Wednesday, September 02, 2020

The Yellow Balloon is on Talking Pictures TV this Sunday

One of the key texts in my interest in children and bombsites in post-war British films is The Yellow Balloon from 1953.

In that first post on the subject I noted that, while in Hue and Cry from 1947 "a damaged London belongs to errand boys and the film celebrates their independence and resourcefulness," films soon began to take a more equivocal view of the subject.

Soon they were was no equivocation left:

In The Yellow Balloon (1953) and The Weapon (1956), bombsites are places where terrible things befall small boys who play on them.

Part of this, I suspect, is to do with an anxiety that the nuclear family need to be reinforced as more collectivist wartime era recedes.

The boys in Hue and Cry have jobs and long trousers, but the 1950s boys seem infantilised in comparison. Andrew Ray in The Yellow Balloon is given a hiding by his father Kenneth More.

The Yellow Balloon is a good film, with a rather scary climax played out in a disused tube station (largely recreated in the studio).

It is so scary, in fact, that the censors gave it one of their first X certificates, which ruined the production company's plans to promote the film.

One effect of this was that the film's young star was unable to see it. In the event, it was reclassified as an A after complaints by the cinema chains.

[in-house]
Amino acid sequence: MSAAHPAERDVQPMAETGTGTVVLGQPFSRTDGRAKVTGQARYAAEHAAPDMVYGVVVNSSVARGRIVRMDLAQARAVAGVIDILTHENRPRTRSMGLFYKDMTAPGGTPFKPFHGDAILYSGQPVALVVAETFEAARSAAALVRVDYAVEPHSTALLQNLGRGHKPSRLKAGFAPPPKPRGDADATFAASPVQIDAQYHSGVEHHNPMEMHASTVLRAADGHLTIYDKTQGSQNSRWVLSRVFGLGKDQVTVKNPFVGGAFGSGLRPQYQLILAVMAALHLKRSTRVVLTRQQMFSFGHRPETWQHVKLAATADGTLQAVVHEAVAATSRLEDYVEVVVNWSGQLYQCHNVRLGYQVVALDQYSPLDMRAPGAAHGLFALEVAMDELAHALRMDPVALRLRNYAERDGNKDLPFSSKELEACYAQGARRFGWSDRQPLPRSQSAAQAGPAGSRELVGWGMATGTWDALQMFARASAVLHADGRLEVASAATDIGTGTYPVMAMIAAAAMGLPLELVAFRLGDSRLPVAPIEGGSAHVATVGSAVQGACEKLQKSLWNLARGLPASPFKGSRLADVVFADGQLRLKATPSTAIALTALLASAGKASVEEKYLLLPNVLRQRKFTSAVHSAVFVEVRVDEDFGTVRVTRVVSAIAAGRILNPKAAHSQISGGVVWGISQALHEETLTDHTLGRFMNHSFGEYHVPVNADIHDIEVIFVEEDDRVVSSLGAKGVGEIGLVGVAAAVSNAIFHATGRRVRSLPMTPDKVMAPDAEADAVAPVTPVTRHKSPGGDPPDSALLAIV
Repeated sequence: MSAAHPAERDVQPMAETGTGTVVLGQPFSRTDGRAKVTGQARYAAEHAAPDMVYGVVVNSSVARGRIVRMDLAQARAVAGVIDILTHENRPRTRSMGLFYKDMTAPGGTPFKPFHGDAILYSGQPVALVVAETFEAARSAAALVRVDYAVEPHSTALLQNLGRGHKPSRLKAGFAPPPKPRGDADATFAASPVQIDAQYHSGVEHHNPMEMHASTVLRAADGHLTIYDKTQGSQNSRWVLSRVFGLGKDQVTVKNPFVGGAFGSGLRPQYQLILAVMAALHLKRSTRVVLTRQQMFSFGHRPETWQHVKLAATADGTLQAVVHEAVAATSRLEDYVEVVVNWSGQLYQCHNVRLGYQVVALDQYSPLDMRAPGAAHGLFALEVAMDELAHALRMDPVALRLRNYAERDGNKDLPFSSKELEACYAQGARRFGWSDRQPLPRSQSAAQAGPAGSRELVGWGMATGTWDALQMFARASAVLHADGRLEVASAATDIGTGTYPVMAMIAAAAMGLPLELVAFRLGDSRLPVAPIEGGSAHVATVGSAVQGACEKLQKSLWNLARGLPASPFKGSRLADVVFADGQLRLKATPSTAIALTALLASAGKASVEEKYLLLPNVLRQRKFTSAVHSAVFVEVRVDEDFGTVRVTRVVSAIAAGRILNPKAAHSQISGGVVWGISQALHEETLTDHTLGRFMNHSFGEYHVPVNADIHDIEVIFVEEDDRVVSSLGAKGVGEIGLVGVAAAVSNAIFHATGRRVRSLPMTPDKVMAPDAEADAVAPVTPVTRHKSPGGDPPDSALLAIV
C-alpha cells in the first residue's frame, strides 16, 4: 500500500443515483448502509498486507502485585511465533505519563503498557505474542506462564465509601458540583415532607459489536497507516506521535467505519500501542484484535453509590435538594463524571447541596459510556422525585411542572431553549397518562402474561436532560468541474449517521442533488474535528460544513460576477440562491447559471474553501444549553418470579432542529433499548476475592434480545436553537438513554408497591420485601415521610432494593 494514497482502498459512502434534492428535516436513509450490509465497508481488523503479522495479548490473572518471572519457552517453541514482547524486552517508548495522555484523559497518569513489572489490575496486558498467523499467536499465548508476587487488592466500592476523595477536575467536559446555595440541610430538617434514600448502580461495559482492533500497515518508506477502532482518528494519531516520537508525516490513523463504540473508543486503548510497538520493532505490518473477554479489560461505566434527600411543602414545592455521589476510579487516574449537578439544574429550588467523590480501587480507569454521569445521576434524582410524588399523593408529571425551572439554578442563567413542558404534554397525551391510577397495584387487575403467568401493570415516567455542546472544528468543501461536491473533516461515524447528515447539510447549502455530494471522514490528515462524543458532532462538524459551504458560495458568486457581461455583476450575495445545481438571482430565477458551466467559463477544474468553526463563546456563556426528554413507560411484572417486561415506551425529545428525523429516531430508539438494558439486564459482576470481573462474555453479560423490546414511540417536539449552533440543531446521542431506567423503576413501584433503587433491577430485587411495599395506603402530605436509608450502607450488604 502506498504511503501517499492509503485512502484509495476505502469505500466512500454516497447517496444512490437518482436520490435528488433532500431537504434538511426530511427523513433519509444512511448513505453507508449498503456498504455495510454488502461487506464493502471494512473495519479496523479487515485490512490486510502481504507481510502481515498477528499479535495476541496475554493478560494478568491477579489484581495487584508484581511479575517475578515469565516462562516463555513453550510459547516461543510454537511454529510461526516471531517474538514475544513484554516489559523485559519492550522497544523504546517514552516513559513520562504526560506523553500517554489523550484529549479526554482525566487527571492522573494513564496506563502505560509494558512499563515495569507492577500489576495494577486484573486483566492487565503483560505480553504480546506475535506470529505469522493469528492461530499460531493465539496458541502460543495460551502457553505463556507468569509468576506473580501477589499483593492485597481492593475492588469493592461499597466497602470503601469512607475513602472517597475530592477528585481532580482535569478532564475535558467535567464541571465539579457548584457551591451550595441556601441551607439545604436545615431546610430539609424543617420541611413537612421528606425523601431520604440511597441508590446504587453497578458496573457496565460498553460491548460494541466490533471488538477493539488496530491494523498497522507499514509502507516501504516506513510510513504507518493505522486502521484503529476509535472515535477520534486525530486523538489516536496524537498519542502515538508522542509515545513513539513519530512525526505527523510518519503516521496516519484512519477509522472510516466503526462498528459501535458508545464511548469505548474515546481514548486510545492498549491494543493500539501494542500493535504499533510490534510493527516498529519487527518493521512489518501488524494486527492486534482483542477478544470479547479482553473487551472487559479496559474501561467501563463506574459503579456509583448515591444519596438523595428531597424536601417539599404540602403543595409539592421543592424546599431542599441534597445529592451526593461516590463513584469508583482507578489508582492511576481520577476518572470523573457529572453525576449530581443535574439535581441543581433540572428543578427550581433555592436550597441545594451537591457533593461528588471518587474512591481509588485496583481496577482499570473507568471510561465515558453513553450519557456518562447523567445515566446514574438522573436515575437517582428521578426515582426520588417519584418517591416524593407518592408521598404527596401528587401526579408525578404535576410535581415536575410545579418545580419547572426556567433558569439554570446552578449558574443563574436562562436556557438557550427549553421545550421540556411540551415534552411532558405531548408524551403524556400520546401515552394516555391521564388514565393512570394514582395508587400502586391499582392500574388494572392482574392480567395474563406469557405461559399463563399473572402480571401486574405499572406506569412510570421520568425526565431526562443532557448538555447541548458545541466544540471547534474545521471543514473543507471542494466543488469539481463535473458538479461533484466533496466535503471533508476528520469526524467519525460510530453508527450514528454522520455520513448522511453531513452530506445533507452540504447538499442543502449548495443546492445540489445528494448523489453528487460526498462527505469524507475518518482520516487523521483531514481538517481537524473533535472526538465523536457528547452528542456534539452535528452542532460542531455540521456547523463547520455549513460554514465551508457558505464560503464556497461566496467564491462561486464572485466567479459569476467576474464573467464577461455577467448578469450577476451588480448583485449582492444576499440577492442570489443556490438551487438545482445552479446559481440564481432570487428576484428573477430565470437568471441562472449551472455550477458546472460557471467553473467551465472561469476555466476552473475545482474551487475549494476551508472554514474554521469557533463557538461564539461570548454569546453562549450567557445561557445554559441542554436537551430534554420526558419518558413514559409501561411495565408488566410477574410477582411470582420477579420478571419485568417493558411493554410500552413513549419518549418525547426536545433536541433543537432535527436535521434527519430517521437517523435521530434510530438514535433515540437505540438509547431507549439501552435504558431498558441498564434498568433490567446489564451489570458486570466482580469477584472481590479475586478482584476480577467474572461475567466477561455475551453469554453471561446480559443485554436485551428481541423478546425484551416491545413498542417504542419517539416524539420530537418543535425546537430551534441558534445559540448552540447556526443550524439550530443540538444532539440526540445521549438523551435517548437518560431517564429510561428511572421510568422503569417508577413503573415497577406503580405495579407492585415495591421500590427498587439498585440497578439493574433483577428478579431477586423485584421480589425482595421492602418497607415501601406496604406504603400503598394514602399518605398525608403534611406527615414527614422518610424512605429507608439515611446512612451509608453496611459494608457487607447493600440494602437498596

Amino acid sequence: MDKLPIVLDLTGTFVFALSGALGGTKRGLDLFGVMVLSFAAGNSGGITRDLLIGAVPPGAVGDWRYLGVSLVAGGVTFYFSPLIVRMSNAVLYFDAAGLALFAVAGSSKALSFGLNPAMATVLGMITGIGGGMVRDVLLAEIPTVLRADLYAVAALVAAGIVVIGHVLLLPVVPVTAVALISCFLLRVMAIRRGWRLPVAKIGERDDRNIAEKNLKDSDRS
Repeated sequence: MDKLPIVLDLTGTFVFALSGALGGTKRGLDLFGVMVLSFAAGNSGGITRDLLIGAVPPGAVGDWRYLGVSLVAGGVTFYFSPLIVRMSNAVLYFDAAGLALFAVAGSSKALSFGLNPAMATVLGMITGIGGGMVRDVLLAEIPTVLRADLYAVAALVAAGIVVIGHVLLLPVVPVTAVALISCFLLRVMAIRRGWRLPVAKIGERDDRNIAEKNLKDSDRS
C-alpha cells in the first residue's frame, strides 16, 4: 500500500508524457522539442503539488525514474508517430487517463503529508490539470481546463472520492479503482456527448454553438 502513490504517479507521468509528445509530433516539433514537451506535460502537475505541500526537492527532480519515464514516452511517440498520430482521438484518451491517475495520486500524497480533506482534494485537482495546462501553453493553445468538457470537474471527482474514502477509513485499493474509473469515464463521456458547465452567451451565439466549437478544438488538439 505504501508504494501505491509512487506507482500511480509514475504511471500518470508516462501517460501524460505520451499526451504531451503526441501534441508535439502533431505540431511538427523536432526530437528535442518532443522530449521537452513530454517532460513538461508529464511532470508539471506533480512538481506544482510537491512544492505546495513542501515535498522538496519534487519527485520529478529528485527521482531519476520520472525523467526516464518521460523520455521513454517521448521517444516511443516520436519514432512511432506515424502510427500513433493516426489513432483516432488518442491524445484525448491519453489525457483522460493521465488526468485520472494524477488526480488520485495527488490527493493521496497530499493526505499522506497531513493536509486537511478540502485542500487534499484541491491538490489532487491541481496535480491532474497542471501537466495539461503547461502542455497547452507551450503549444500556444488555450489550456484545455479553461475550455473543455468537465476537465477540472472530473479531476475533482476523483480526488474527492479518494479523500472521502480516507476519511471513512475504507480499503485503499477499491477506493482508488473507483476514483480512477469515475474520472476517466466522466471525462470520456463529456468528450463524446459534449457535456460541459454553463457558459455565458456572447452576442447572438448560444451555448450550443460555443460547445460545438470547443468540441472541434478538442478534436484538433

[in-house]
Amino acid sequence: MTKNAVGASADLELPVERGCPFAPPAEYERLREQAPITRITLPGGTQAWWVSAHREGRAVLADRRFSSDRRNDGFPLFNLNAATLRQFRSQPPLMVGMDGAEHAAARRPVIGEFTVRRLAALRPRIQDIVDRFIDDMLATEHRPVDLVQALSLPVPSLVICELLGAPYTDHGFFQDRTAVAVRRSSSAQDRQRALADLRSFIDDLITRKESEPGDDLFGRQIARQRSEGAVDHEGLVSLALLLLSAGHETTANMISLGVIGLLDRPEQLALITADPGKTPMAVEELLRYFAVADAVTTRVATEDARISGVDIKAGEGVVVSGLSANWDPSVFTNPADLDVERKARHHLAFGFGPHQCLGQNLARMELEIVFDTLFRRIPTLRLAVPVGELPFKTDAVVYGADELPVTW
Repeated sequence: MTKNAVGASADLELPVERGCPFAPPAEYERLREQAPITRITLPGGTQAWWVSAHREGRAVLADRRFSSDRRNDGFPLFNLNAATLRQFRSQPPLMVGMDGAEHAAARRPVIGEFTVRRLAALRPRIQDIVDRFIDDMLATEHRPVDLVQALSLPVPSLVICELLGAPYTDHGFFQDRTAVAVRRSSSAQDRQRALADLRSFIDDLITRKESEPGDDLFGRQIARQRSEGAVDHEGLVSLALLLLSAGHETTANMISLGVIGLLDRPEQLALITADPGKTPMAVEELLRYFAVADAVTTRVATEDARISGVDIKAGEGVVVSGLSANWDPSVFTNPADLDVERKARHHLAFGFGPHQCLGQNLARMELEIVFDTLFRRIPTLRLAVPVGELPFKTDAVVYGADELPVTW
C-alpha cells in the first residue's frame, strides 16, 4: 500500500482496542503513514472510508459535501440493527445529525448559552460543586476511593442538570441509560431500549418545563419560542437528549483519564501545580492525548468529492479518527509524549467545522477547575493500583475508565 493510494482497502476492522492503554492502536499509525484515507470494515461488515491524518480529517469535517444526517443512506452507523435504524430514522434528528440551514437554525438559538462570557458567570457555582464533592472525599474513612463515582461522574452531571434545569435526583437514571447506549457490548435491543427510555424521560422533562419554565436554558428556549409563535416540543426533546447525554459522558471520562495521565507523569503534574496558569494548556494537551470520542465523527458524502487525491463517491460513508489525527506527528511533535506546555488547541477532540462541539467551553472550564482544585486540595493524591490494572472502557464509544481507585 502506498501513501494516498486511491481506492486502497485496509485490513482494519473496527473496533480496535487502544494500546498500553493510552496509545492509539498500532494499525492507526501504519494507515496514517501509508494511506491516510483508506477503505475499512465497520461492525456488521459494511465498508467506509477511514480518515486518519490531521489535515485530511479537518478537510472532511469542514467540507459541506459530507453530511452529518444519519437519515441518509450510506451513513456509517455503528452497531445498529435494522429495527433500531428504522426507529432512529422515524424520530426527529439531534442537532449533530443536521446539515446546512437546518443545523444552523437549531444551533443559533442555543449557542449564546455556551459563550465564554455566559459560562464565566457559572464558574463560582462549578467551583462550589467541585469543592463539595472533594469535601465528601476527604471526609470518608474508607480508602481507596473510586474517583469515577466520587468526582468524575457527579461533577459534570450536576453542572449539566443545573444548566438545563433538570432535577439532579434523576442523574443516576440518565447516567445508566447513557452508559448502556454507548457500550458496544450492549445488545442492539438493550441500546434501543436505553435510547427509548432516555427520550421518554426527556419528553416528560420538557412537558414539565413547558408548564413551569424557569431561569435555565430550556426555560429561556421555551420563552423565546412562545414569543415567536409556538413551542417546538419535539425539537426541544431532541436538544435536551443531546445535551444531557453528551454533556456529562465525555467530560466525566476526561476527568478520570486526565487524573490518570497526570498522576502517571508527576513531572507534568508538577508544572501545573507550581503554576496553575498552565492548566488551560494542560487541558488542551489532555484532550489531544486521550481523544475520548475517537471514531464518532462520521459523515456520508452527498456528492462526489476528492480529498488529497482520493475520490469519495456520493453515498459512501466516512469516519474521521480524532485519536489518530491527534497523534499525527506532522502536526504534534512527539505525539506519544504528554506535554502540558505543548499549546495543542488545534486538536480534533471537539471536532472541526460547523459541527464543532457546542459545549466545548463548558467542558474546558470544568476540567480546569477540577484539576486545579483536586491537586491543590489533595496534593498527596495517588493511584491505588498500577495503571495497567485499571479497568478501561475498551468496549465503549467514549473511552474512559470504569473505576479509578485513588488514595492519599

There is a scene towards the end that tends to support my view that British films became steadily more genteel as the war receded.

Andrew Ray meets a dancer played by Hy Hazell and she persuades him to flee the villain into whose clutches he has fallen (that's William Sylvester, seen in the clip above) and return to his parents.

We are told Hazell is a dancer, but suspect she is a prostitute. The way this is passed over without comment contrasts with Dora Bryan's shameless turn as Rose in 1948's The Fallen Idol.

I am writing this post tonight because you can see The Yellow Balloon on Talking Pictures TV on Sunday at 6pm.

Later. I had misremembered Hy Hazell's role a little: she is a teacher of dancing. I recall reading somewhere that it was originally planned to make her a prostitute, but the plan was dropped in favour of this more respectable profession.

No comments: